Another unarmed black man was killed by a white cop in Phoenix, Arizona on Tuesday night and now protesters are out in the streets of Phoenix claiming the officer used excessive force and the shooting was unjustified. Here’s the Washington Post’s account of what happened:
The events that led to Brisbon’s death began with a tip, Phoenix police spokesman Trent Clump told reporters on Wednesday. The tipster said that a drug deal was going down inside a black Cadillac SUV parked near a 7-Eleven. So a nearby 30-year-old officer, who wasn’t named by police, responded to the call, later approaching the car, reported the Arizona Republic.
Clump claimed the officer saw Brisbon exit the car and remove something from its rear. When the officer asked Brisbon to show his hands, the man allegedly put them in his waistband. That prompted the officer to draw his weapon, and Brisbon took off running. “Witnesses indicated to us that the suspect was verbally challenging to the officer,” the Arizona Republic quoted Crump saying.
When the officer caught Brisbon, there was a scuffle. What happened next is a little confusing.
According to reports, Brisbon somehow made it to the house of his girlfriend, who had opened the front door — and the cop and Brisbon literally stumbled inside. Clump said the officer thought he felt the butt of a gun jutting from Brisbon’s pocket. “During the struggle, Brisbon put his left hand in his pocket and the officer grabbed onto the suspect’s hand, while repeatedly telling the suspect to keep his hand in his pocket,” the spokesman said. “The officer believed he felt the handle of a gun while holding the suspect’s hand in his pocket.”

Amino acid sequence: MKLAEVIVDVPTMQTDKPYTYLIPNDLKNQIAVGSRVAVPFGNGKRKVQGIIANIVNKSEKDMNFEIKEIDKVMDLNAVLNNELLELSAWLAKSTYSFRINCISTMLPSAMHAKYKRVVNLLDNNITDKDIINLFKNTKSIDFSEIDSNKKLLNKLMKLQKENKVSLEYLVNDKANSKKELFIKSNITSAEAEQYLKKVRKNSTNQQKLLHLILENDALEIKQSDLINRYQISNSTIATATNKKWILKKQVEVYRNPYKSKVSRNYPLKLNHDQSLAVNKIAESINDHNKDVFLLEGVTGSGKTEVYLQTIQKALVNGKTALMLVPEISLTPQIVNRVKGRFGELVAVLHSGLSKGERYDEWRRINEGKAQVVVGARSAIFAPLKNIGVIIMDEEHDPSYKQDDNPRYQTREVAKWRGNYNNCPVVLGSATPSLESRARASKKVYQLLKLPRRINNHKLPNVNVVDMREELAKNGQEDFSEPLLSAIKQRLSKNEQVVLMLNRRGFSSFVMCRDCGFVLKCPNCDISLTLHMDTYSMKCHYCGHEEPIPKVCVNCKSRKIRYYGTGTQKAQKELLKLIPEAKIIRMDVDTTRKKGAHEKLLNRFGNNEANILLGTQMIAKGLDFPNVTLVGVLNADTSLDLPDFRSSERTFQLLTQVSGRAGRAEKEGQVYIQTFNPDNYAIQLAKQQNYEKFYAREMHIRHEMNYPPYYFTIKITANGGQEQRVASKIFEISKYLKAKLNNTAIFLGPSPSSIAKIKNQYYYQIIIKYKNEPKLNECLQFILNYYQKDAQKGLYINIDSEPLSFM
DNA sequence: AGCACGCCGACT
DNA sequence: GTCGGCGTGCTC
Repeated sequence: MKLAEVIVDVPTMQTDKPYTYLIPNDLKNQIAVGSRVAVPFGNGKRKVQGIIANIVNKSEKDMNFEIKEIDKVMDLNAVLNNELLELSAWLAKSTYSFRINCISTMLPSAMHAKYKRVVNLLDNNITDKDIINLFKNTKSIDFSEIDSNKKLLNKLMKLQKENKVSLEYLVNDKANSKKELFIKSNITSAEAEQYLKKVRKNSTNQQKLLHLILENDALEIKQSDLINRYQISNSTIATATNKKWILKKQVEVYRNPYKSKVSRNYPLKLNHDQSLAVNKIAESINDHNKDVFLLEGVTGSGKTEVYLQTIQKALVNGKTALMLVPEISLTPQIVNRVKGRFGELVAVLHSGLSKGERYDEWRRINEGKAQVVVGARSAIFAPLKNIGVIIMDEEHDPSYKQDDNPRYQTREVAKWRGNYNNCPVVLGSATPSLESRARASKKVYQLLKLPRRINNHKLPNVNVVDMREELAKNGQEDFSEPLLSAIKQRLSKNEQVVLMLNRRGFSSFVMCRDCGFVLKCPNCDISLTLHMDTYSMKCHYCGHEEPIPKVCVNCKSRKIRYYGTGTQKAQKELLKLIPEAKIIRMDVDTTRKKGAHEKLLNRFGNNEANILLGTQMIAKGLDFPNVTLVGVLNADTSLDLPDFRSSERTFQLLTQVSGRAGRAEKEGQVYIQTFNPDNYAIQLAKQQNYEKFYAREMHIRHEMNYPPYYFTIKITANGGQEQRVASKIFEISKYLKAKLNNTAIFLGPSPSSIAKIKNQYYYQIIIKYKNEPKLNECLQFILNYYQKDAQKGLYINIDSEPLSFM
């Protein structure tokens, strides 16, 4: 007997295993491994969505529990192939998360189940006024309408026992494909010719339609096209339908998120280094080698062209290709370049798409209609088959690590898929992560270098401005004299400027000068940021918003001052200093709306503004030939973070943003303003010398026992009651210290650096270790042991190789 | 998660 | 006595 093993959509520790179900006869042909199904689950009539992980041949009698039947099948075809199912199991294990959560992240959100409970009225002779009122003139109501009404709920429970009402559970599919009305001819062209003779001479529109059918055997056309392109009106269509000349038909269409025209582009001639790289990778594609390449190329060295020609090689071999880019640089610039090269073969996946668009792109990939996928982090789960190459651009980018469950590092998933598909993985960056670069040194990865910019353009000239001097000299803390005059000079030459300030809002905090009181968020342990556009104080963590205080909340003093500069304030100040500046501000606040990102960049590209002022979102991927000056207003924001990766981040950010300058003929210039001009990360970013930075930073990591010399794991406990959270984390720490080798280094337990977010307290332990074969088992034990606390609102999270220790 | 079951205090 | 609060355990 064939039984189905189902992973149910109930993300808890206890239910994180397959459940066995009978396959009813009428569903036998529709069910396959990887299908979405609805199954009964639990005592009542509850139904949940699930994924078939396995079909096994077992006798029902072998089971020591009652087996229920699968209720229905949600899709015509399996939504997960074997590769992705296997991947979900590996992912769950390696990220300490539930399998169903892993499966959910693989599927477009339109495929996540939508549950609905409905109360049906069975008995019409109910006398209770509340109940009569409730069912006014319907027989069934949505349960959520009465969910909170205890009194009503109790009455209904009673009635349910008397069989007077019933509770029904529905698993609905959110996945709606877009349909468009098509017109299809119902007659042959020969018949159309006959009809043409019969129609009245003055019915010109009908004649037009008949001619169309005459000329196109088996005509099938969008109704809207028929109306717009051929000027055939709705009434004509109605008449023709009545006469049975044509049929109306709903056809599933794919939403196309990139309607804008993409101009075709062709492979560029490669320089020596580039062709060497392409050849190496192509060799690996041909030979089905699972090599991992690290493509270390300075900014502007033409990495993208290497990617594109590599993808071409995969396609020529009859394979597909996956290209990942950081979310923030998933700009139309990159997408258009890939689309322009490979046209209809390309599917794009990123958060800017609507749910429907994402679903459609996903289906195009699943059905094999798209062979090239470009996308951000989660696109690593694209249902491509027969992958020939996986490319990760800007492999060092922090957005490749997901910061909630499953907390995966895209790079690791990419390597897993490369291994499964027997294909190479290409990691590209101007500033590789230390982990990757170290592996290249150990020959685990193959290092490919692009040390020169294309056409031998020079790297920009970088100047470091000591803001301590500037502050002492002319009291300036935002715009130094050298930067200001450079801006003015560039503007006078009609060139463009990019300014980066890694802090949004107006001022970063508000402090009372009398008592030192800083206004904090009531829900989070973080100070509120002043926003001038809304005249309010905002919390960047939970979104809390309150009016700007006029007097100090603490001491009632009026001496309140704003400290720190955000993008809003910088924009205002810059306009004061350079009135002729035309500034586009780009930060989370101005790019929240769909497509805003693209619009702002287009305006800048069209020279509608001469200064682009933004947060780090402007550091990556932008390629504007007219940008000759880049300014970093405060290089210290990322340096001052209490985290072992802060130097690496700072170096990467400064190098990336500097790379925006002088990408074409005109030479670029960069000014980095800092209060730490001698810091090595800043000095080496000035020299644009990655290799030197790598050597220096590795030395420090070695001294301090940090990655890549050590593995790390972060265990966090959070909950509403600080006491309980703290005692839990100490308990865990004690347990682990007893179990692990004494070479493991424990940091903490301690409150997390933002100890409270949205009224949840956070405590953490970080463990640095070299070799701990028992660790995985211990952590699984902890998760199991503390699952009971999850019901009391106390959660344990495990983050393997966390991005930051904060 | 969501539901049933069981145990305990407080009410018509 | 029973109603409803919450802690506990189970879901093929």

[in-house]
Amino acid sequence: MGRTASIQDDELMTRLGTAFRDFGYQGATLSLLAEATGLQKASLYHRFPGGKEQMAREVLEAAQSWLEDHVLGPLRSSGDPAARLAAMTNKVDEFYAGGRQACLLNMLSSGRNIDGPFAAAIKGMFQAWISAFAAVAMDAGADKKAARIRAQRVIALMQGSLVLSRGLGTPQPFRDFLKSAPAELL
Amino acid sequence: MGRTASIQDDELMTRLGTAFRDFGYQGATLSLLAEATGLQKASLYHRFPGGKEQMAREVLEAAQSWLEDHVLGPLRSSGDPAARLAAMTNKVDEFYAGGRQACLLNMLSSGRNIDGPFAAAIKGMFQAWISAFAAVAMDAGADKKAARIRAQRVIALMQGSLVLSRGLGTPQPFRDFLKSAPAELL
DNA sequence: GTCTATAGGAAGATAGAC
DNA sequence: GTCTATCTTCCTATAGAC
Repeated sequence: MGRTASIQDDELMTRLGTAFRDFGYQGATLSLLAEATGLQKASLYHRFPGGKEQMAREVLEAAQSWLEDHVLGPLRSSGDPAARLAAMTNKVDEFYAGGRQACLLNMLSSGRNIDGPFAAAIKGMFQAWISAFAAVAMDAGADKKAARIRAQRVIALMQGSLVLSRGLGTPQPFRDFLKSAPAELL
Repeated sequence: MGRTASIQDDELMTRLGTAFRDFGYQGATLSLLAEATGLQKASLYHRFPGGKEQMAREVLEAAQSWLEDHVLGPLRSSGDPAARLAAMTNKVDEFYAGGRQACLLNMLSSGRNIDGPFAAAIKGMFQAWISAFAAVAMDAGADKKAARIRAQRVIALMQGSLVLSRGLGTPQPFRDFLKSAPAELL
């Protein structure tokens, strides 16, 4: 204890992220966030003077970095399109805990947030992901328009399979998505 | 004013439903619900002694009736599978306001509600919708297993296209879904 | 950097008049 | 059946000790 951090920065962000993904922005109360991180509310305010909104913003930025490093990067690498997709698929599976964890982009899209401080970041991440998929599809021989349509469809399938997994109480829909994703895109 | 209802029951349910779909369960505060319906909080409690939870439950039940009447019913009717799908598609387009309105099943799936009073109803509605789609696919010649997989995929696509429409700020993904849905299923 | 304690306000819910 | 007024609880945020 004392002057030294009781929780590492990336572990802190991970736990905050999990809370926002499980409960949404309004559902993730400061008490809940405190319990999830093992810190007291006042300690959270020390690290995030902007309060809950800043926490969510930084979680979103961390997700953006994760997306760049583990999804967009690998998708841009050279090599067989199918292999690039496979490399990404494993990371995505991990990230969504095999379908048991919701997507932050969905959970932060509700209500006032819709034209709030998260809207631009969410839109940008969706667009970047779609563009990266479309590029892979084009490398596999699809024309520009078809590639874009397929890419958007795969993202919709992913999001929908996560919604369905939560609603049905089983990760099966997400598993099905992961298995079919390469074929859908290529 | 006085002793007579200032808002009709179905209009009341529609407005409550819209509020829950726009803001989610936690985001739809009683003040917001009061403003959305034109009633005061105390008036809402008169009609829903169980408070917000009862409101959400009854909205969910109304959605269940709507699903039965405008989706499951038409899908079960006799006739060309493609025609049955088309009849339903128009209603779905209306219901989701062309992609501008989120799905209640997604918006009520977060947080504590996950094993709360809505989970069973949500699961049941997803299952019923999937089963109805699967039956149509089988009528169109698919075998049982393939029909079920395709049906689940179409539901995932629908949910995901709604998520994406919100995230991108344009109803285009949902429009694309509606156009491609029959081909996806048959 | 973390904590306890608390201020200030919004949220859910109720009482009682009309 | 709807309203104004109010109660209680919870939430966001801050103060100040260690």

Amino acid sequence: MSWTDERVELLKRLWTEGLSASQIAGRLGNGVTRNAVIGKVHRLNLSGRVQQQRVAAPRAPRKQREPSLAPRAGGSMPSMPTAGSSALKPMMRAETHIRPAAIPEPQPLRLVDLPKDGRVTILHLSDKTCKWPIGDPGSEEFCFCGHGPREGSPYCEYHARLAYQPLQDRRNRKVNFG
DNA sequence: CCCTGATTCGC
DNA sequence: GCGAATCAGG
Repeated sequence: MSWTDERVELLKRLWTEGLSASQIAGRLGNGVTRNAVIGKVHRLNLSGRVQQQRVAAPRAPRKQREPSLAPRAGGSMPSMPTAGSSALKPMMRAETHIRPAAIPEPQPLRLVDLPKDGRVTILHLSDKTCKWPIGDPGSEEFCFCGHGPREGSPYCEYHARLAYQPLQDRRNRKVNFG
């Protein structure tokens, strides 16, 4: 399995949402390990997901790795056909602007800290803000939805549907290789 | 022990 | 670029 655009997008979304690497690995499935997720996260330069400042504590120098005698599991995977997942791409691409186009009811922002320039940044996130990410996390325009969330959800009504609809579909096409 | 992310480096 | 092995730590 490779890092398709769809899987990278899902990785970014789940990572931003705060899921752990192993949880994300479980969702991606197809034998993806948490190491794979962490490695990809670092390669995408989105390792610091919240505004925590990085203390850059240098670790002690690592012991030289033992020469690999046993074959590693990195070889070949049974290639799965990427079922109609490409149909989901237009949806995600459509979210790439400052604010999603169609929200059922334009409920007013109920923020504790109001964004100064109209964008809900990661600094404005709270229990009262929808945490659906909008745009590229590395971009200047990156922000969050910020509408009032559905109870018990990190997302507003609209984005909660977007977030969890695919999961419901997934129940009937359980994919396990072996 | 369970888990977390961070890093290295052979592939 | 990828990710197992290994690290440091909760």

Two shots were fired, killing Brisbon. And only afterward did the officer discover what had been inside Brisbon’s pocket: a prescription pill vial containing Oxycodone pills. The original label had been scratched off. There was no gun.
Crump said, as the Phoenix New Times reported, the officer was in the right. Investigators did discover a semiautomatic handgun and some marijuana inside the SUV. “Let’s be very clear: The officer was doing what we expect him to do, and that is, investigating crimes that neighbors are telling him are occurring in that apartment complex. This one went bad, from the standpoint of how it ended, but the officer was doing exactly what we want him to do.”
To neighbors and Brisbon’s attorney, what happened was a little more complicated. They say there was no drug deal — but a fast-food delivery. And indeed, according to the Arizona Republic, french fries were strewn outside the apartment door. To them, it’s also unclear why the officer acted alone.
If it wasn’t a drug deal then why did he run from the officer and then fight with the officer? That’s where it went wrong. Even if it weren’t a drug deal and was really an innocent interaction, you still don’t run from and then fight with a police officer. As Fredrick Wilson II so eloquently put it this morning, a police officer just wants to go home to his/her family like anyone else and if you put them in a situation where it’s your life versus their life, they are going to choose their life every time. And it sounds like that’s essentially what happened here.
Here are two more reports from local news stations in Phoenix that detail what happened and show protester reaction: